Revolutionary Guard: We will keep 'death to America' slogan
Ayatollah Ahmad Khatami: Death to America chant will continue throughout nuclear talks • Revolutionary Guard says the slogan is fitting for America's "untrustworthy" leadership • Report: China to fund Iran with $20 billion in withheld oil money.
Dan Lavie and News Agencies
Iranian Foreign Minister Mohammad Javad Zarif
Photo credit: Reuters
Ahead of Iran's annual Death to America Day Monday, commemorating the Iranian takeover of the U.S. Embassy in Tehran 34 years ago, the Revolutionary Guard announced they are still committed to the slogan "death to America." The Guard's website claims that "the slogan is a symbol of the Iranian nation's power and determination against the oppressive rule of America, an untrustworthy nation."
The website further states that the recent uproar over American surveillance of foreign leaders proves that "it is impossible to trust the leadership in the White House." Senior Ayatollah Ahmad Khatami said in a speech in Tehran that Iran will continue to use the "death to America" mantra throughout nuclear talks.
As the next round of nuclear talks between Iran and the West is set to begin, International Atomic Energy Agency Director-General Yukiya Amano said there has been a substantial change in the Islamic republic's stance on the nuclear issue.
At a conference in Washington, Amano said that there is "substance" in Iran's new proposals. He expressed optimism about the continuation of talks and said that Iran is prepared to work with IAEA.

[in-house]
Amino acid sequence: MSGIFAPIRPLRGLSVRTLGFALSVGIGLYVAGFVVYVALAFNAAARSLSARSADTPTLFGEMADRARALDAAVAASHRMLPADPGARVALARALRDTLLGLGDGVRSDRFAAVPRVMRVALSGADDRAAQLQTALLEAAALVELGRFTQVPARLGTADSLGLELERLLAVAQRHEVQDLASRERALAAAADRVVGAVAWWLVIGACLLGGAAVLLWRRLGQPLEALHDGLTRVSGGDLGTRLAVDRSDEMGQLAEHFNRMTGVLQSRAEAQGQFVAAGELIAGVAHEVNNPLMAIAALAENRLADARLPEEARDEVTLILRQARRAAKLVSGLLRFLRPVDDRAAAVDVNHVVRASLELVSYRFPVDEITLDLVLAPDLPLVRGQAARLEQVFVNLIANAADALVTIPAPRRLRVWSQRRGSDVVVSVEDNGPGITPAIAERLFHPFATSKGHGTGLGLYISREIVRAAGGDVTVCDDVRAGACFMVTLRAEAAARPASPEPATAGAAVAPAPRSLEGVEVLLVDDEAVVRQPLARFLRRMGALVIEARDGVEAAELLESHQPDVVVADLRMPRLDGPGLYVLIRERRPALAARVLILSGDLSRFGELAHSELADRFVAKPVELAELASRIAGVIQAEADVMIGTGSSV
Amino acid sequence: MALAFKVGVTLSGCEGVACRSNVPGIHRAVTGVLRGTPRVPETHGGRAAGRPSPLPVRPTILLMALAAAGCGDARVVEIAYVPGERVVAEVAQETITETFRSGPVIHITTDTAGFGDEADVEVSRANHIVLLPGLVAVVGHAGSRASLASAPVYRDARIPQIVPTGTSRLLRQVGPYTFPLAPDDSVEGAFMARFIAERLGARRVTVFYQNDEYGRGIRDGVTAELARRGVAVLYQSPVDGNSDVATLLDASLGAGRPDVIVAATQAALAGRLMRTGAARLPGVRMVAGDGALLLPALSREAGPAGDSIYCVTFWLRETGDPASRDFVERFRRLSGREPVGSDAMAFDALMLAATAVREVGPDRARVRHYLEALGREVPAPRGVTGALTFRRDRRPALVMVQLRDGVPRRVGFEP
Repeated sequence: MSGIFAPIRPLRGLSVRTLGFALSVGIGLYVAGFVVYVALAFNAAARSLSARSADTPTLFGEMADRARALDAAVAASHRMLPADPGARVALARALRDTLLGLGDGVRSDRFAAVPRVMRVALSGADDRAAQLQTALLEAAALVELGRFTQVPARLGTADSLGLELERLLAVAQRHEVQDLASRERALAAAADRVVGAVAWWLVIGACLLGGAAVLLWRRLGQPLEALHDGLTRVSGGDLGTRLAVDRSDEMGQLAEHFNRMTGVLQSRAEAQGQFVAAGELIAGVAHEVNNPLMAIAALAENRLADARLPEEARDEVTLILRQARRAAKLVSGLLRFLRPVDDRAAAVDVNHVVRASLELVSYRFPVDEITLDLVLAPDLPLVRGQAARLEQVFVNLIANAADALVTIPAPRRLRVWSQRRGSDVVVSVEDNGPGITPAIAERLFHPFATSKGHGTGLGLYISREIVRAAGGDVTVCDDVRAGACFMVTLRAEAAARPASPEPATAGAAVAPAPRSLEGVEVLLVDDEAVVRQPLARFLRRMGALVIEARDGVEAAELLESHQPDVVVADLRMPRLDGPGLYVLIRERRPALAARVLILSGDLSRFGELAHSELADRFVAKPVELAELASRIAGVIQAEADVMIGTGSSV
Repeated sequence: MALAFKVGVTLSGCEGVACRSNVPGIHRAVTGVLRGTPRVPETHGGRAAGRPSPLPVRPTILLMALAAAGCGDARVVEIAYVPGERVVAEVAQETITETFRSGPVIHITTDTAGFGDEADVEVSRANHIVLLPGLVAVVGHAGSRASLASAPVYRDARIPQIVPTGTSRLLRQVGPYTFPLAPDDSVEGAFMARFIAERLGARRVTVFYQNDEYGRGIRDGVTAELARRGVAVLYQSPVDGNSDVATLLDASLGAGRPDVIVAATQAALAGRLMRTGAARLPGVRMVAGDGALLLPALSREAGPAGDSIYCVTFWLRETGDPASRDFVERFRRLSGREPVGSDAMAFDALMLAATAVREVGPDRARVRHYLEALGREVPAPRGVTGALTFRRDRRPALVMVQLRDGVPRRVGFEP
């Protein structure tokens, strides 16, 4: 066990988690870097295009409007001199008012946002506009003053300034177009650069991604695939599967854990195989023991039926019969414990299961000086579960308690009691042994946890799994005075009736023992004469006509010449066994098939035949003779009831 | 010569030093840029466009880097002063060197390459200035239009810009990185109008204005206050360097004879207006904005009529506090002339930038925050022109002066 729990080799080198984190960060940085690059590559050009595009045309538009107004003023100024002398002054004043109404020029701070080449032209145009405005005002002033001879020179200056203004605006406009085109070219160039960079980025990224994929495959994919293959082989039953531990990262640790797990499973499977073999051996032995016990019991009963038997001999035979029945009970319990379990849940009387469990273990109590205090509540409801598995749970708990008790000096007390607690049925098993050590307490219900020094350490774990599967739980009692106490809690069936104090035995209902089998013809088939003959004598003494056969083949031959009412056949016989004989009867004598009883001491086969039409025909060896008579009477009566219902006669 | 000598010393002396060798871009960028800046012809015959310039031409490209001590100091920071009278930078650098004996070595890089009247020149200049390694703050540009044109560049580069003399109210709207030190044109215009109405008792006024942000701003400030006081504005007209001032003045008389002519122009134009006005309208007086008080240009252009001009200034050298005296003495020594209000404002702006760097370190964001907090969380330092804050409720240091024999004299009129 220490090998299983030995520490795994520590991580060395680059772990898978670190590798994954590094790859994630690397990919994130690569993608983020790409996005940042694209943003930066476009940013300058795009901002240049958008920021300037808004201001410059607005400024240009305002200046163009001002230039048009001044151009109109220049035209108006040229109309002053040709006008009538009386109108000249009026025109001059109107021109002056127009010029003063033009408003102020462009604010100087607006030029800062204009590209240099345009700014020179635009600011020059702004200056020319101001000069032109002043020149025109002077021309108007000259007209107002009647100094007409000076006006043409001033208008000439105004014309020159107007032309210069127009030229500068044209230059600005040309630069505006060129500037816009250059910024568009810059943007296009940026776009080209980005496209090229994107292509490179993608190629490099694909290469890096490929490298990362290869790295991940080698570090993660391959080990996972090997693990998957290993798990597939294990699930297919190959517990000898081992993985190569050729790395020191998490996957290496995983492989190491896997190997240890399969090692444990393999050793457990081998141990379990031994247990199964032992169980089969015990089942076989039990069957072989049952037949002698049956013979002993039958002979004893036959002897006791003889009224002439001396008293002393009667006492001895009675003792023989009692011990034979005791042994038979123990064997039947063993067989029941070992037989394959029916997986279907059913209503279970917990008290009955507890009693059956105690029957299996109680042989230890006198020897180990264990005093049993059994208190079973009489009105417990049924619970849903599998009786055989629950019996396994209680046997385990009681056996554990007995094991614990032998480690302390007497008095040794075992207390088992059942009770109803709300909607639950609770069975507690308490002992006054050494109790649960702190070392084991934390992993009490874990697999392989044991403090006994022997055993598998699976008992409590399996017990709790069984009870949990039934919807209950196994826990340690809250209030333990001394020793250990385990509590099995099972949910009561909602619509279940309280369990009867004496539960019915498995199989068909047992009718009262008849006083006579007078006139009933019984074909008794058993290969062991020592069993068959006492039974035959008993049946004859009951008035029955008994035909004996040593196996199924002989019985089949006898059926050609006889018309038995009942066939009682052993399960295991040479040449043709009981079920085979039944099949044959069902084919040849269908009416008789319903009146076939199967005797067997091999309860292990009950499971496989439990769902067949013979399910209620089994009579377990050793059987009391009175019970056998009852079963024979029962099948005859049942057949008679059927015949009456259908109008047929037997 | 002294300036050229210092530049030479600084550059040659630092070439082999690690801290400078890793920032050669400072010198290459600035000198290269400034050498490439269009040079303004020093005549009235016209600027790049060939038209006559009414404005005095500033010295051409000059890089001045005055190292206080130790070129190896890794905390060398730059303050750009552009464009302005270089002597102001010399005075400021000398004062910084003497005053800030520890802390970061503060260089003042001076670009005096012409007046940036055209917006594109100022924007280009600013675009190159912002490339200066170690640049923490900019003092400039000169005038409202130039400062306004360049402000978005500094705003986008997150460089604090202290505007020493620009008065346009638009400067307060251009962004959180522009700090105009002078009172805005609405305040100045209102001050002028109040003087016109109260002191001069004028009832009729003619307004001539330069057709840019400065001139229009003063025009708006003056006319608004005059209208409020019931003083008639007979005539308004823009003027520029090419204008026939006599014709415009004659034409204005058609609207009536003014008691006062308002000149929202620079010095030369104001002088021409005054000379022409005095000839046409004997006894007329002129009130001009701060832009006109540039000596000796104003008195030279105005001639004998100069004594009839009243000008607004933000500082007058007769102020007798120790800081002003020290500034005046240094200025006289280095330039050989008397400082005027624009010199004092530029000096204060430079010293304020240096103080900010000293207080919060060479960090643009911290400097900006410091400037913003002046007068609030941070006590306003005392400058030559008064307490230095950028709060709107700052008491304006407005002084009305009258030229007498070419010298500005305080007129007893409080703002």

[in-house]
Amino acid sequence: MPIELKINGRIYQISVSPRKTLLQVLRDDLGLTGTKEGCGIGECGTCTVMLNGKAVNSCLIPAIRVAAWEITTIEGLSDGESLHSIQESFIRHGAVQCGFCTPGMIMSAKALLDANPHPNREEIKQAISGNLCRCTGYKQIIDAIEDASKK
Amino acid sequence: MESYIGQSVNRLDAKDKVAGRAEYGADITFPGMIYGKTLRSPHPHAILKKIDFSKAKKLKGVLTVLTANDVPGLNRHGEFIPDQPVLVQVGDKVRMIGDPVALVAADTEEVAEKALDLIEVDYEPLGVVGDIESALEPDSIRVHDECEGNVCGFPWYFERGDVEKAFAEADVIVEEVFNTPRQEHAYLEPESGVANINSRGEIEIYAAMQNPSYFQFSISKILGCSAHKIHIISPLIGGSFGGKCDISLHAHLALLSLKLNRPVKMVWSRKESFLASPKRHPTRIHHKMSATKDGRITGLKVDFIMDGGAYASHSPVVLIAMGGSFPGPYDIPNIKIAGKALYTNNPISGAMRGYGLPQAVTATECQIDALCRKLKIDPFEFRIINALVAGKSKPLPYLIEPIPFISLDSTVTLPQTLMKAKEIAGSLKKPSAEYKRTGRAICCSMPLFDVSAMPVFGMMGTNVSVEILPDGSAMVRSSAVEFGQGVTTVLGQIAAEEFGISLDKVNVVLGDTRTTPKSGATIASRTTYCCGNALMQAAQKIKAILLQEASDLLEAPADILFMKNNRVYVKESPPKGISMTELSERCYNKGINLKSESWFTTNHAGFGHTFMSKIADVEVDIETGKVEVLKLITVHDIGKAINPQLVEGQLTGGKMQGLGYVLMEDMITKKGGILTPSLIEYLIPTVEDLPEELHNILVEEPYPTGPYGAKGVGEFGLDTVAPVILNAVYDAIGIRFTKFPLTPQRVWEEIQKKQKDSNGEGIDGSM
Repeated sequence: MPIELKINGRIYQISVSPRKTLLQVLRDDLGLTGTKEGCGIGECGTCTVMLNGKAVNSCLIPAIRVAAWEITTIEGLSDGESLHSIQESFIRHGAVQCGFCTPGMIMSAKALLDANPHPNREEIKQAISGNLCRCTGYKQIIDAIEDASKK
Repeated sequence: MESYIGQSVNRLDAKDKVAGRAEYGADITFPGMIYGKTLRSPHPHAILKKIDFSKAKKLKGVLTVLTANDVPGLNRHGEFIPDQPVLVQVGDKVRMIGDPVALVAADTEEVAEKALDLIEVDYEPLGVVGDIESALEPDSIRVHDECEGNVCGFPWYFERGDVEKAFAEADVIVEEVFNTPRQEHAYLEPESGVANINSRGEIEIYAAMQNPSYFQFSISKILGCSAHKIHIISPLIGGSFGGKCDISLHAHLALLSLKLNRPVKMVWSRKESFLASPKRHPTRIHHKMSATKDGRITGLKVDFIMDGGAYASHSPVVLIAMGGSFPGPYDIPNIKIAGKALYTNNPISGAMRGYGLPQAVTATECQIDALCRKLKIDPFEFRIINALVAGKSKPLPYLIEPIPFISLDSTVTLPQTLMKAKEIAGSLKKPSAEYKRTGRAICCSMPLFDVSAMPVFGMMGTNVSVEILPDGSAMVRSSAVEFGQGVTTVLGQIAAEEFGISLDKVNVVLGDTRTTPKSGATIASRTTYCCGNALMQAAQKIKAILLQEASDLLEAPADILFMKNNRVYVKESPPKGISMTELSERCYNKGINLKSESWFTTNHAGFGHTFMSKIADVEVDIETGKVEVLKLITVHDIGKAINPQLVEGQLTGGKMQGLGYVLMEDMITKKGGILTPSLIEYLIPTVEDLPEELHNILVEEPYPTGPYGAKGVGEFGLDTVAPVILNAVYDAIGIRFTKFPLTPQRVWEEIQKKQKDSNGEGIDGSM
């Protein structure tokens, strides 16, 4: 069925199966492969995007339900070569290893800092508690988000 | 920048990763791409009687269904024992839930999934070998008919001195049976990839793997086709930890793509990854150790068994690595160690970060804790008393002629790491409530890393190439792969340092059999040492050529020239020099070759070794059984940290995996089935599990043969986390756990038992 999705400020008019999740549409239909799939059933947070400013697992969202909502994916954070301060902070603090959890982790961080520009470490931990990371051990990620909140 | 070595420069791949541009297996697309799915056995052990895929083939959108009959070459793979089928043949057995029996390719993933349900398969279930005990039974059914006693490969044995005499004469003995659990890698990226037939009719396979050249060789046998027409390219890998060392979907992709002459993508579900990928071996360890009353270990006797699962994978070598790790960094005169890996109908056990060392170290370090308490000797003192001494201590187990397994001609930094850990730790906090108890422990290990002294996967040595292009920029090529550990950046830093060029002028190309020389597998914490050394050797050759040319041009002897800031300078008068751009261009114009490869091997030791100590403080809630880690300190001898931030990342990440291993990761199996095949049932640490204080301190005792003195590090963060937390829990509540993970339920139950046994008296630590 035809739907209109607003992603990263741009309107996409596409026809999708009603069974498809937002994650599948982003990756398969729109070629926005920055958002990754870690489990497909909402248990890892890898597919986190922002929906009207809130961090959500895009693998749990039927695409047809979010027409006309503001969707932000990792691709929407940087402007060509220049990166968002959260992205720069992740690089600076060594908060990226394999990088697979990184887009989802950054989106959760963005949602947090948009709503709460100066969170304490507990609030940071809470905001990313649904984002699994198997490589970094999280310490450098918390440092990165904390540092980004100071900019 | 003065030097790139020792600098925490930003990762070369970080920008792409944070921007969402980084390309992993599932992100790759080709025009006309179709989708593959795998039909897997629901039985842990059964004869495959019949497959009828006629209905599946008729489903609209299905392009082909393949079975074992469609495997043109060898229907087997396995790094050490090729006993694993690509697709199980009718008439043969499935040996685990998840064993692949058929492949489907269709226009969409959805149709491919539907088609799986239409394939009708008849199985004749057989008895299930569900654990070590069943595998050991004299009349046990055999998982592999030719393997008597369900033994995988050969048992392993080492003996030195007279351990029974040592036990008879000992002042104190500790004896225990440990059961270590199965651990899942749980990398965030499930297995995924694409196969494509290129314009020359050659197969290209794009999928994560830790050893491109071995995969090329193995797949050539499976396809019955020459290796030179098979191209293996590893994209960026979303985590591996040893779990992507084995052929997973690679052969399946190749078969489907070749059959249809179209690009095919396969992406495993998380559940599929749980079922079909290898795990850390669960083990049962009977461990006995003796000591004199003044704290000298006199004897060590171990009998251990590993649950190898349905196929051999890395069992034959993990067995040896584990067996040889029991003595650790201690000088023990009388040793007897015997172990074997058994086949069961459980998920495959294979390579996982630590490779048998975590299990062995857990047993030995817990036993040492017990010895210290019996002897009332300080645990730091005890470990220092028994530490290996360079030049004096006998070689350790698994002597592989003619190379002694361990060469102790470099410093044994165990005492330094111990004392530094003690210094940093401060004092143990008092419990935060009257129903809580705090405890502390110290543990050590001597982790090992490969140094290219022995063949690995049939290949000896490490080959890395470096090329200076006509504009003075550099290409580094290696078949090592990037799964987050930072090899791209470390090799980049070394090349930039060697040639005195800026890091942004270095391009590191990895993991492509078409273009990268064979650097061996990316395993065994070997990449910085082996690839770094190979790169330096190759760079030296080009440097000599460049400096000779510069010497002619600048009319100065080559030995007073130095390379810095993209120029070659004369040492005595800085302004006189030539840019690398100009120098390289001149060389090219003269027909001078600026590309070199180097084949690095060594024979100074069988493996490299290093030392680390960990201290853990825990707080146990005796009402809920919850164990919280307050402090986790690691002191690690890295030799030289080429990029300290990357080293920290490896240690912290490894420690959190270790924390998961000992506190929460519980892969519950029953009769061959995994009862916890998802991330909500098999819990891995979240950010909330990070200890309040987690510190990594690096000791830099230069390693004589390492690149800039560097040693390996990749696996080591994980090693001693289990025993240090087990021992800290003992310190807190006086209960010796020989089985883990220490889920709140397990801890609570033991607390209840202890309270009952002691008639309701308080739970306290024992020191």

In contrast, Iranian Foreign Minister Mohammad Javad Zarif said over the weekend that Western countries need to adopt a new position for negotiations to succeed, lest the international community miss "the opportunity to make a deal" with Iran. "Ten years ago, Iran had less than 160 centrifuges spinning, now it has over 18,000," said Zarif. A decade ago, he added, "Iran's economy was prospering. Now sanctions are hurting the wrong segment of the population. I hope we have come to understand that approach was wrong."
As the Iranian economy flounders under the pressure of economic sanctions, a local Iranian news website reported that China has agreed to fund Iranian projects with $20 billion in oil money that was never transferred to the Islamic republic due to sanctions.
Tehran's chief nuclear negotiator Abbas Araqchi said there is still a "long path" until a deal is reached.